Opinion National water policy and action plan for India 2020 Dr. Prashant Prabhakar Deshpande The management of water has to be done in a decentralised way, in partnership with the local communities and the concerned state governments. Different regions of the country, endowed differently with water, in the form of precipitation, surface flows and ground water, need their own region-specific water policy. https://timesofindia.indiatimes.com/blogs/truth-lies-and-politics/national-water-policy-and-action-plan-for-india-2020-part-1/  (08 Nov. 2021)

Report Importance of water data Peter Gleick from Pacific Institute and Rohini Nilekani from Arghyam, join to talk about the role and importance of water data and the trends they have observed in the sector through decades of practice. They will also discuss the challenges and gaps in the water data ecosystem and how we can collaborate better, learn from each other and bring about a culture of using water data in decision making. https://talkingaboutwater.org/episodes/talking-about-water 

AGRICULTURE

Opinion Sustainable farm practices need of the hour Article in TRIBUNE on Nov 15, 2021 by SANDRP Coordinator: One of the impacts of climate change is the increased gap between two rainfall events and high-intensity rainfall when it does occur. Increased soil moisture-holding capacity would help in both cases: provide the roots access to water when the gap between two rainfall events increases and absorb more of the rainfall when it does rain. Thus, increased soil moisture can help farmers adapt to the vagaries of rainfall induced by climate change to a significant extent. https://www.tribuneindia.com/news/features/sustainable-farm-practices-need-of-the-hour-338336  (15 Nov. 2021)

Report Book on agrobiodiversity of Meghalaya, Nagaland launched Khweng has the highest agrobiodiversity with over 319 crops followed by Marmain, which are both villages from Ri Bhoi, indicating rich biodiversity in the communities. This was informed by Senior Associate, Research, North East Slow Food and Agrobiodiversity Society (NESFAS), Dr. Bhogtoram Mawroh, at a state-level dissemination workshop on findings of micro-nutrient rich and climate resilient crop species at Khweng on Tuesday (Nov. 9).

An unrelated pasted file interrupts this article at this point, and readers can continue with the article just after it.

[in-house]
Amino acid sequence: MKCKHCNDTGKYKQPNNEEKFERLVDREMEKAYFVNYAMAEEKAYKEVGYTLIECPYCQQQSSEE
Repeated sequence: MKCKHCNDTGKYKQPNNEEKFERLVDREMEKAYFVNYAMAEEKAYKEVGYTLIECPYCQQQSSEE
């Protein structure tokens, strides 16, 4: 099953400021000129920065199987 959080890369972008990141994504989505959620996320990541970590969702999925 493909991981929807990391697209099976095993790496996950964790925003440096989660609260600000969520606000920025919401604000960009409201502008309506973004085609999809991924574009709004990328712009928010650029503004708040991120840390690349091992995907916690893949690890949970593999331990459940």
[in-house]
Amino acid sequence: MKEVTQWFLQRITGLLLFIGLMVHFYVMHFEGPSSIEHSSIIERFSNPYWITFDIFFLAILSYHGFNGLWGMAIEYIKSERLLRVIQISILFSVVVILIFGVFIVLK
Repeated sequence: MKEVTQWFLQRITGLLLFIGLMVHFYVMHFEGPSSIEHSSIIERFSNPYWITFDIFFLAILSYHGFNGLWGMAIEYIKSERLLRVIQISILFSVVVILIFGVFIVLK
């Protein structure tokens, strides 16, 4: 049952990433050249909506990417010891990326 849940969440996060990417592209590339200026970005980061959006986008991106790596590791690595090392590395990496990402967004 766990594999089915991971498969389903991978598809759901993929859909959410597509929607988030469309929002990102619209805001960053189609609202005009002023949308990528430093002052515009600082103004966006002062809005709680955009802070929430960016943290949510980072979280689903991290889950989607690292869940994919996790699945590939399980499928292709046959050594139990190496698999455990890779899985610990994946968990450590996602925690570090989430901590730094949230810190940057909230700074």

He highlighted the key factors of mapping study which was held in Khweng and Khliehumstem from Bhoirymbong, Ri Bhoi. The workshop aimed at sharing the findings of the participatory mapping, production plan and assessment of increase production with the communities. The rankings are based on different indicators and it was found that most of the traditional crops were micro-nutrient rich species (MNRS) and climate resilient species (CRS). The book is considered an encyclopaedia of food plants that are found in the Indigenous Food Systems of Meghalaya and Nagaland. https://theshillongtimes.com/2021/11/10/highest-agrobiodiversity-of-crops-in-ri-bhois-khweng/  (10 Nov. 2021)

NORTH EAST MONSOON 2021

IMD Forecasts another low pressure; will Chennai get more rain? Even as the depression over the Bay of Bengal is yet to cross the coast, the IMD on Thursday (Nov. 11) said a fresh low pressure area is likely to form over South Andaman Sea around November 13. The IMD tweeted, “A fresh low pressure area is likely to form over south Andaman sea and neighbourhood around November 13. It is likely to move west-northwestwards and become more marked during the subsequent 48 hours.” Weather blogger Pradeep John said there are chances of the new system moving higher in latitude. “Chennai may get rain but not like the one we are seeing now,” he said. https://timesofindia.indiatimes.com/city/chennai/imd-forecasts-another-low-pressure-will-chennai-get-more-rain/articleshow/87645649.cms  (11 Nov. 2021)